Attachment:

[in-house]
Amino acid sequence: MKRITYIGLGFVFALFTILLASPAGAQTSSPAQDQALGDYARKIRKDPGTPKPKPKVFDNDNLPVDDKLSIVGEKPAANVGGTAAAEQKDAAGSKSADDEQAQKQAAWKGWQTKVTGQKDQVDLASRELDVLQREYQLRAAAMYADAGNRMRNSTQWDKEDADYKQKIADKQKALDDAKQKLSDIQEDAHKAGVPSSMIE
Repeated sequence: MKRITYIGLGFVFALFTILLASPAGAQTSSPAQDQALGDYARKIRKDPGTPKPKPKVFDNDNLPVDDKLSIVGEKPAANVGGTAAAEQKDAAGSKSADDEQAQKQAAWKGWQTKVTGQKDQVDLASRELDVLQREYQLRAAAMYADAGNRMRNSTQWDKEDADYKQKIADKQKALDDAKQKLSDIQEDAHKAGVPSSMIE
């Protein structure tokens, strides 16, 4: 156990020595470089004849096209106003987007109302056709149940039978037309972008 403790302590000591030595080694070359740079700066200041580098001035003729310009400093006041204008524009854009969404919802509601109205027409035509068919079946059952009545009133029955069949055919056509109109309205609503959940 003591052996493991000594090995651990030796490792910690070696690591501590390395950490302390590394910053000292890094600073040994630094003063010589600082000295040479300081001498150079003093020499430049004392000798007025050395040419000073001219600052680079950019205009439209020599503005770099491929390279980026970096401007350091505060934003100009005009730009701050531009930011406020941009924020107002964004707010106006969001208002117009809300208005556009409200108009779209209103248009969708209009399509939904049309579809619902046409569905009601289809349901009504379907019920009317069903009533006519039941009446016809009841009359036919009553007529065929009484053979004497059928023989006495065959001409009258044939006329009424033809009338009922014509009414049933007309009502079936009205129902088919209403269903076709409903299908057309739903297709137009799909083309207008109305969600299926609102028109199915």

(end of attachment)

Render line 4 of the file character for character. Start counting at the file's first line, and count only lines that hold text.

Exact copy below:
């Protein structure tokens, strides 16, 4: 156990020595470089004849096209106003987007109302056709149940039978037309972008 403790302590000591030595080694070359740079700066200041580098001035003729310009400093006041204008524009854009969404919802509601109205027409035509068919079946059952009545009133029955069949055919056509109109309205609503959940 003591052996493991000594090995651990030796490792910690070696690591501590390395950490302390590394910053000292890094600073040994630094003063010589600082000295040479300081001498150079003093020499430049004392000798007025050395040419000073001219600052680079950019205009439209020599503005770099491929390279980026970096401007350091505060934003100009005009730009701050531009930011406020941009924020107002964004707010106006969001208002117009809300208005556009409200108009779209209103248009969708209009399509939904049309579809619902046409569905009601289809349901009504379907019920009317069903009533006519039941009446016809009841009359036919009553007529065929009484053979004497059928023989006495065959001409009258044939006329009424033809009338009922014509009414049933007309009502079936009205129902088919209403269903076709409903299908057309739903297709137009799909083309207008109305969600299926609102028109199915």